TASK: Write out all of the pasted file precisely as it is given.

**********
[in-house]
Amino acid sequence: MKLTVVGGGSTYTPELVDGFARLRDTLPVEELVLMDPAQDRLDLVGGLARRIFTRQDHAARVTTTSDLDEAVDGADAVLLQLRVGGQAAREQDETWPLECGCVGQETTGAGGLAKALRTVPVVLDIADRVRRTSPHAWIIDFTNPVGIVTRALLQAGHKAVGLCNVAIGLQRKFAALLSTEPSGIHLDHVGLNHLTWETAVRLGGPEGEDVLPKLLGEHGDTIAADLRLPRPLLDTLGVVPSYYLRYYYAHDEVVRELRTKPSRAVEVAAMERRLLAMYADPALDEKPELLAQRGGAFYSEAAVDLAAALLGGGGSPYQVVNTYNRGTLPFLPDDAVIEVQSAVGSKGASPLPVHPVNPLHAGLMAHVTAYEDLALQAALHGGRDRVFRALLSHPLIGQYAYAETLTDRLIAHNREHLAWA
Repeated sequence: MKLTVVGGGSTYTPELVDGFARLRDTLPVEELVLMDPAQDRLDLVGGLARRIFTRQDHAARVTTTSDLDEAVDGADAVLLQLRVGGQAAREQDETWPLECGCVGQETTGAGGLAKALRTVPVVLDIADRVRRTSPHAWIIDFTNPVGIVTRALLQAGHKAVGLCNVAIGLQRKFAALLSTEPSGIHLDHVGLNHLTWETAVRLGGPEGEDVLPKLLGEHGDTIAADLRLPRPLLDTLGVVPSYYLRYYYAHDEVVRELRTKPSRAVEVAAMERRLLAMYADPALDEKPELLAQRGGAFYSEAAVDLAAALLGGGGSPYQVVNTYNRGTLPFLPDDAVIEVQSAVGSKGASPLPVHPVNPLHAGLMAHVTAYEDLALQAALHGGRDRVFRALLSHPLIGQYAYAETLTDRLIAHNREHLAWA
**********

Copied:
[in-house]
Amino acid sequence: MKLTVVGGGSTYTPELVDGFARLRDTLPVEELVLMDPAQDRLDLVGGLARRIFTRQDHAARVTTTSDLDEAVDGADAVLLQLRVGGQAAREQDETWPLECGCVGQETTGAGGLAKALRTVPVVLDIADRVRRTSPHAWIIDFTNPVGIVTRALLQAGHKAVGLCNVAIGLQRKFAALLSTEPSGIHLDHVGLNHLTWETAVRLGGPEGEDVLPKLLGEHGDTIAADLRLPRPLLDTLGVVPSYYLRYYYAHDEVVRELRTKPSRAVEVAAMERRLLAMYADPALDEKPELLAQRGGAFYSEAAVDLAAALLGGGGSPYQVVNTYNRGTLPFLPDDAVIEVQSAVGSKGASPLPVHPVNPLHAGLMAHVTAYEDLALQAALHGGRDRVFRALLSHPLIGQYAYAETLTDRLIAHNREHLAWA
Repeated sequence: MKLTVVGGGSTYTPELVDGFARLRDTLPVEELVLMDPAQDRLDLVGGLARRIFTRQDHAARVTTTSDLDEAVDGADAVLLQLRVGGQAAREQDETWPLECGCVGQETTGAGGLAKALRTVPVVLDIADRVRRTSPHAWIIDFTNPVGIVTRALLQAGHKAVGLCNVAIGLQRKFAALLSTEPSGIHLDHVGLNHLTWETAVRLGGPEGEDVLPKLLGEHGDTIAADLRLPRPLLDTLGVVPSYYLRYYYAHDEVVRELRTKPSRAVEVAAMERRLLAMYADPALDEKPELLAQRGGAFYSEAAVDLAAALLGGGGSPYQVVNTYNRGTLPFLPDDAVIEVQSAVGSKGASPLPVHPVNPLHAGLMAHVTAYEDLALQAALHGGRDRVFRALLSHPLIGQYAYAETLTDRLIAHNREHLAWA